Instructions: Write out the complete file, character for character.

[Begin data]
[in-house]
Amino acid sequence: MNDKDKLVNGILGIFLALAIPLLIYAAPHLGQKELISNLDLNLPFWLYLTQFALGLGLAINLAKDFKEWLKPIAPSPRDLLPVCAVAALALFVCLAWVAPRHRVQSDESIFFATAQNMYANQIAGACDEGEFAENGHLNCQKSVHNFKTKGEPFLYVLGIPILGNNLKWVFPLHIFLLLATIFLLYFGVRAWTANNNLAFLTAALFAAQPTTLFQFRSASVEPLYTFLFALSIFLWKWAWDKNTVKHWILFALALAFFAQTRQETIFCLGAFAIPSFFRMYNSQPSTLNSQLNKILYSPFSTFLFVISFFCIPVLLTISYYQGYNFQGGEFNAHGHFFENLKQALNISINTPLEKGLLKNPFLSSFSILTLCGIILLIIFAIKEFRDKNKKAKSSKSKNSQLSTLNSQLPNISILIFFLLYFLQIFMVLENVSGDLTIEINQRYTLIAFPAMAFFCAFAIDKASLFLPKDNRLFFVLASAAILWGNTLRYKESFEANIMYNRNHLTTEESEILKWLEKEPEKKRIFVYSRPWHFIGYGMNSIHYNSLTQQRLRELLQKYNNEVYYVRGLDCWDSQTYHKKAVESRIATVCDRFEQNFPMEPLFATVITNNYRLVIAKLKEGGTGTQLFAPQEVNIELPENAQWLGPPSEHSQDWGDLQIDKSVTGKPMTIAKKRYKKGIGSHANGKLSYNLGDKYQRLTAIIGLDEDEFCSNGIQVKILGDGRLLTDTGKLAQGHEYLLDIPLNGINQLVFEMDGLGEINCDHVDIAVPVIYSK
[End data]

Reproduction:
[in-house]
Amino acid sequence: MNDKDKLVNGILGIFLALAIPLLIYAAPHLGQKELISNLDLNLPFWLYLTQFALGLGLAINLAKDFKEWLKPIAPSPRDLLPVCAVAALALFVCLAWVAPRHRVQSDESIFFATAQNMYANQIAGACDEGEFAENGHLNCQKSVHNFKTKGEPFLYVLGIPILGNNLKWVFPLHIFLLLATIFLLYFGVRAWTANNNLAFLTAALFAAQPTTLFQFRSASVEPLYTFLFALSIFLWKWAWDKNTVKHWILFALALAFFAQTRQETIFCLGAFAIPSFFRMYNSQPSTLNSQLNKILYSPFSTFLFVISFFCIPVLLTISYYQGYNFQGGEFNAHGHFFENLKQALNISINTPLEKGLLKNPFLSSFSILTLCGIILLIIFAIKEFRDKNKKAKSSKSKNSQLSTLNSQLPNISILIFFLLYFLQIFMVLENVSGDLTIEINQRYTLIAFPAMAFFCAFAIDKASLFLPKDNRLFFVLASAAILWGNTLRYKESFEANIMYNRNHLTTEESEILKWLEKEPEKKRIFVYSRPWHFIGYGMNSIHYNSLTQQRLRELLQKYNNEVYYVRGLDCWDSQTYHKKAVESRIATVCDRFEQNFPMEPLFATVITNNYRLVIAKLKEGGTGTQLFAPQEVNIELPENAQWLGPPSEHSQDWGDLQIDKSVTGKPMTIAKKRYKKGIGSHANGKLSYNLGDKYQRLTAIIGLDEDEFCSNGIQVKILGDGRLLTDTGKLAQGHEYLLDIPLNGINQLVFEMDGLGEINCDHVDIAVPVIYSK